Rape is said to consist of an illegal natural connection between persons of different sexes contrary to the will of one of the parties. Unnatural connection by violence is punishable not as rape but as indecent assault under Article 268.

Article 268.-An indecent assault accompanied by violence or threats shall, whether completed or not, be punished by penal servitude for a period of not less than three nor more than seven years.

If such assault is committed on a child who has not completed his or her sixteenth year, or if it is committed by one of the persons specified in the second paragraph of Article 267, the penalty may extend to the maximum fixed for penal servitude for a term.

When both these factors are present the penalty shall be that of penal servitude for life.

Article 269.—Whoever commits an indecent assault unaccompanied by violence or threats on a child who has not completed his or her eighteenth year, shall be punished by imprisonment.

If the assault is committed on a child who has not completed his or her seventh year, or if it is committed by one of the persons specified in the second paragraph of Article 267 the penalty shall be that of penal servitude for a term.

The offense of indecent assault dealt with under these two articles covers a wide variety of indecent acts. As rape is limited to natural intercourse, acts of sodomy, whether committed on male or female, are indecent assaults. This term, while it covers such grave improprieties as these, also includes assault of a much less serious character, such as touching a woman's clothes in an improper manner, if the touching is indecent in character. There must always be an assault, because indecent acts done in the presence of another do not constitute an assault. While exposure is not in itself an assault, in the case of children the offense is constituted if the accused induced them to touch him improperly though no act was done of the person of the child.

The indecent act is punishable under these articles whatever the offender's objective may have been. It is not required that he have a carnal or even an obscene purpose. Consent to indecent acts, except in the case of underage children, is a good defense.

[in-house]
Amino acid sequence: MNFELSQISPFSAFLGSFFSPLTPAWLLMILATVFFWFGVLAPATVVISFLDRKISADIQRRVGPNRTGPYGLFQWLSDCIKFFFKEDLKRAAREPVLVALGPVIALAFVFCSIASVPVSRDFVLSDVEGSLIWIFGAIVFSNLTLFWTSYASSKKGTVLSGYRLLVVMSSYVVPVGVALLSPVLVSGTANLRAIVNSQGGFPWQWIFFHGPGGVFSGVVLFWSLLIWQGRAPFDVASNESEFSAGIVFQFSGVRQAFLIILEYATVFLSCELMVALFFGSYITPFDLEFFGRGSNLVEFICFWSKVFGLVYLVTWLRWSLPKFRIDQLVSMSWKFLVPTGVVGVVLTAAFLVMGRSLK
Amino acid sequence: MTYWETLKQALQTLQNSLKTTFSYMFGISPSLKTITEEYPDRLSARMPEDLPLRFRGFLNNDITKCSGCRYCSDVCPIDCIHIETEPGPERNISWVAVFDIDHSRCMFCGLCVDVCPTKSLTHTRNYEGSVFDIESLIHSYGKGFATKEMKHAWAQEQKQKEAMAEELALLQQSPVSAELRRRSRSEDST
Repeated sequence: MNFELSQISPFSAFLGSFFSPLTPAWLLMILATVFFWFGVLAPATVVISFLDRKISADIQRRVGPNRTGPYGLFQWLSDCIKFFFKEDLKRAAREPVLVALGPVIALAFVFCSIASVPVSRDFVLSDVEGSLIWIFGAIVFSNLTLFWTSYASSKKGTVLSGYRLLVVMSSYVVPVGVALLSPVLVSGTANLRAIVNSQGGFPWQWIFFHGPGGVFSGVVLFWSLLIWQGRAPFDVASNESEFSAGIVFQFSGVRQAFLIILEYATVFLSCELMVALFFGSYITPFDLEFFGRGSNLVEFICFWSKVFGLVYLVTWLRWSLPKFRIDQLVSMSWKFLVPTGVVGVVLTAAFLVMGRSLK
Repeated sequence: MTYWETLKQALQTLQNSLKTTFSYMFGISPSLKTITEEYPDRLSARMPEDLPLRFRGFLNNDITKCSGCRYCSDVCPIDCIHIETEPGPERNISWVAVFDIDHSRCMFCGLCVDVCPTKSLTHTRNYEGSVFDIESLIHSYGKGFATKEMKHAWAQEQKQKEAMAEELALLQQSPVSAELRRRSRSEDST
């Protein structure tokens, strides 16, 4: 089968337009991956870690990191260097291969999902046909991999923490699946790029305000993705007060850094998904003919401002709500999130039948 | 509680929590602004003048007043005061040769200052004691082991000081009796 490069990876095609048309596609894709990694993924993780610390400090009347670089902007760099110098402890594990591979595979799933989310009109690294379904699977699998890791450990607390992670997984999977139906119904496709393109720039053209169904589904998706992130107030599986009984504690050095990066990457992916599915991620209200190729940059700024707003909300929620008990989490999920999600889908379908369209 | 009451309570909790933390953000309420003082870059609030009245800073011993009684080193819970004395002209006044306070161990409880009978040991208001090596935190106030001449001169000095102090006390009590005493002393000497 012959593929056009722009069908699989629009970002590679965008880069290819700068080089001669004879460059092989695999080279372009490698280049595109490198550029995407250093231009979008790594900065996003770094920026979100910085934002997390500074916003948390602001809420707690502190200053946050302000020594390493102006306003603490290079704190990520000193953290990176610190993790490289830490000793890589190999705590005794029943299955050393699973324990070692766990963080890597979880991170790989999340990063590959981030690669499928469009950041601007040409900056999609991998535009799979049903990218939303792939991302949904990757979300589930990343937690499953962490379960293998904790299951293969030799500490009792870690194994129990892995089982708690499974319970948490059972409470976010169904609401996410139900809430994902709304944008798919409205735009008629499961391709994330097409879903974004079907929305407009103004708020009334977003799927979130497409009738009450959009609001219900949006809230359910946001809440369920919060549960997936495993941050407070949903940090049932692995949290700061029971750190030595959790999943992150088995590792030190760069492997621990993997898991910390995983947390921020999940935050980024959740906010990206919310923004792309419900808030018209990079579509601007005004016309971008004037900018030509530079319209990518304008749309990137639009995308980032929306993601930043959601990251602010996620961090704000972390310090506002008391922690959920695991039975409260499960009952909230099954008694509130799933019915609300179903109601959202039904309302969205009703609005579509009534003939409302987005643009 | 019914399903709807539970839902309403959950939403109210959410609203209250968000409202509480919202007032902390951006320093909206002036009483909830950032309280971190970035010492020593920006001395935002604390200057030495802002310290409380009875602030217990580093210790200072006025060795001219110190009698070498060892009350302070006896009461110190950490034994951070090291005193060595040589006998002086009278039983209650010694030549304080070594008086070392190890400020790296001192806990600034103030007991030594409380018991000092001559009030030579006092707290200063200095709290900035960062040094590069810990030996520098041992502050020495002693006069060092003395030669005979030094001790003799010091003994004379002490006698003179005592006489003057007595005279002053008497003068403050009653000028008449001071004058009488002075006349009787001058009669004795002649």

The term assault under these articles implies a measure of force. Yet the Code distinguishes between “assault with violence” and “assault without violence.” The latter is committed when the indecent act is committed upon the person of a child who is underage with his or her consent. In this case the child is regarded as incapable of consenting.

Under the Egyptian Code one may say that rape, sodomy, and indecent assaults are lumped together and are not separately punishable. There is no distinction drawn in each case between the commission of the act under circumstances in which the victim could not resist [force, threats of death, state of unconsciousness); and those in which consent has been exacted by threats of a less overwhelming kind; or by deception as to the nature of the act; or where the person was insane or mentally infirm.

Article 269.—Whoever is found in a public street inducing bypassers to commit prostitution, shall be punished by detention for a period not exceeding seven days.

Whenever the offence is repeated within one year from the date of sentencing, the offender shall be sentenced to detention for a period not exceeding six months and with fine not exceeding fifty Egyptian pounds followed by putting the offender under police surveillance for a period equal to his detention.